I’m a massive petrolhead, so motorsport has always held a raw attraction to me, all that noise and violence contained inside those sleek little boxes racing round the track. I was fortunate to live close enough to Oulton Park race circuit that i could make regular visits to see both modern and historical racing and from this grew a desire to capture what I love about race cars in my photographs.
Motorsport photography was the one of the first ‘specialised’ areas of photography i got into. By that i mean it was the first thing i went and bought specific gear for and made a concerted effort to develop a technique that would give me a decent return on my day out at the track.
This is my guide to shooting motorsport. I am often disappointed by the ‘5 top tips for shooting….’ type blogs as they rarely cover anything more than common sense. Your experience will vary, but these are the steps I took to develop my skills, and this is how I go about making images like this.
This hangs on the wall of my study as an A4 print and represents exactly what i have worked so hard to achieve, pin sharpness where it counts but enough sense of movement to convey something of the nature of the subject.
So, where to start?
I started with a Nikon D80 and a kit lens and several hundred shots from a day at the track. Disappointment rained supreme, nothing was sharp, most wasn’t in focus and quite often i had half a car in the frame. It wasn’t all the camera’s fault through, so i needed a plan.
That plan was simple. It was also big, heavy and expensive, but came in a nice leather case. A Nikon 80-200 f2.8 ED AF-D had arrived in my life. Now some may say overkill, but I needed two things, sharpness and speed and this lens maxed both up to 11. I observed a great deal of fellow photographers at the track before I made this decision, I saw them with their superzooms and monopods and high burst rates shooting everything that passed them and I had nightmares about the scale of the task of sorting, editing, and storing all those images.
So I wanted a decent hit rate from a fairly low amount of shots taken at a quality that would print well with minimal post-processing. These are my steps to achieving that.
Step 1 – I bought a high quality, large aperture telephoto zoom lens.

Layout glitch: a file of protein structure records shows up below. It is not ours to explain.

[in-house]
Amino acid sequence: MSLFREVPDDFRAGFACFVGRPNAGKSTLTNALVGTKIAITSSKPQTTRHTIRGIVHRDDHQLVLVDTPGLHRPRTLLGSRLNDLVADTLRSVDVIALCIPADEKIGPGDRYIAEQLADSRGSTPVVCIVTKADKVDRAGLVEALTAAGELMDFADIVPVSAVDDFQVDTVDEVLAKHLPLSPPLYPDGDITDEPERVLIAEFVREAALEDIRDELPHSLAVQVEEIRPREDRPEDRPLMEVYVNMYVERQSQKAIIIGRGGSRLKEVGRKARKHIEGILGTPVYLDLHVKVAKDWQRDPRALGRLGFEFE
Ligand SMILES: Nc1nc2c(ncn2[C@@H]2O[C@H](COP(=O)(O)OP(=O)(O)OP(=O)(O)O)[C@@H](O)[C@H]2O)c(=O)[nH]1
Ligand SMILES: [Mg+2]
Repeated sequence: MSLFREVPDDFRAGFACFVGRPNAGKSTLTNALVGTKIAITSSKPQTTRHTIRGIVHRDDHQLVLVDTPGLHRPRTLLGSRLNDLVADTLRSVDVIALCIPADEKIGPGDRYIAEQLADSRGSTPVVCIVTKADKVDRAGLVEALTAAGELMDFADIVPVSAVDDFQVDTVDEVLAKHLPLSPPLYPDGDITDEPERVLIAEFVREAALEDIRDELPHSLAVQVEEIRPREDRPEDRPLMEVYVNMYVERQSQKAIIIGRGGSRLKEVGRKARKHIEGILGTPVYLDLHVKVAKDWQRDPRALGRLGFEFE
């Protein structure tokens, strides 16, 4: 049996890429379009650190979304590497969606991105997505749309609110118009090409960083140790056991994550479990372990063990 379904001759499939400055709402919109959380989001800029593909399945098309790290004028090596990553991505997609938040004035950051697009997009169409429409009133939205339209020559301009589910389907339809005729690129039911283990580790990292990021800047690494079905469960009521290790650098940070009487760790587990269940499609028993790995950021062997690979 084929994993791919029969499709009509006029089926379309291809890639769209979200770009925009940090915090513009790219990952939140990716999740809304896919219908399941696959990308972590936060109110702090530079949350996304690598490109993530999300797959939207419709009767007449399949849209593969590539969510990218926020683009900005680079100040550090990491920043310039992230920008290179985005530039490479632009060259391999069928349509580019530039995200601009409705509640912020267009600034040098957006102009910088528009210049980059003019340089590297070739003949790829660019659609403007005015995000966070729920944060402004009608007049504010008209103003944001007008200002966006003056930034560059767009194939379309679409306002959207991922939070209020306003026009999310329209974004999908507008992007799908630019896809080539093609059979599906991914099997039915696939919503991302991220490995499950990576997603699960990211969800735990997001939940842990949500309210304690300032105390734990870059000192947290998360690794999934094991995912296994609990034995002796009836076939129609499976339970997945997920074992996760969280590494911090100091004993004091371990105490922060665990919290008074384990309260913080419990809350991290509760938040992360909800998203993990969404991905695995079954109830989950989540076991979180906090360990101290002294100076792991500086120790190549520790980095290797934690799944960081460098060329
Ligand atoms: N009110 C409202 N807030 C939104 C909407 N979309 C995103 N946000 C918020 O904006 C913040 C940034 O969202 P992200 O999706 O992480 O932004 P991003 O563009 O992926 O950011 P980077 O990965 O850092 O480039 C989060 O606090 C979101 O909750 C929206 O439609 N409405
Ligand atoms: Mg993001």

Having f2.8 available at 200mm is my single biggest asset. On a crop frame DSLR this is like 300mm f2.8 (suddenly the expense is paying off, those are real ‘pro’ numbers!). This gives you the reach to frame the shot tightly in camera and lets enough light in to give you a full range of shutter speeds to control the movement in your shots.
Step 2 – I learned to pan the camera well
This serves 2 purposes. Firstly, following the subject and through the viewfinder prior to taking the shot gives you more chance of getting it fully in the frame, and secondly with a low enough shutter speed you can blur the background while keeping the car sharp, giving a sense of speed. The shot above is basically as it came out the camera, the subject is pin sharp and fills the frame fully, while the back and fore ground are blurred from panning to give a sense of depth and speed.
Step 3 – I took control of my focussing
These days I shoot with a Nikon D300 and the same 80-200mm lens. 51 auto-focus points and 3D tracking something or other. However, as fancy as it sounds it is much better to keep it simple. I set a fixed single focus point that will pick up the front of the car, this is usually 2/3 of the way across the frame in the direction the car is moving and just below the middle of the image. I put the camera in continuous focus mode and track the car with the illuminated focus point on the front grille.
Step 4 – I thought about angles
I wanted variety from each shoot, not just the same location with a different car each time. It helps to know the circuit, but finding different locations to give different perspectives on the cars will ensure you get something different each time.
Step 5 – I went behind the scenes
I like to approach a day at the track like an assignment and try to round it out with some background and not just the cars on track. Using a wideangle zoom or macro lens and walking round the pit garages is a good way to some different perspective on the cars and the work that goes into preparing them for the track. Especially with historical race cars there is a wealth of details that make excellent photographic opportunities.
Step 6 – I got lucky
Luck favours the well prepared, and through the steps above I have reached a point where my camera setup and shooting technique are in order and I am free to concentrate on making interesting images. There are always one or two shots from each session that just come together perfectly. The shot below is one of my favourites. The car is nice and sharp, I panned enough to blur the background nicely, the shutter speed is just right to blur the motion of the wheels and the driver went into the corner a bit hot and has a dab of opposite lock applied and a hint of tyre smoke. The perfect moment occurred and I was In the right place to capture it nicely.
So then. Thats how I do it.
Many of my all-time favourite shots are motorsport images shot in this way and I certainly get a lot out of the overall experience of spending a day at the track with my camera.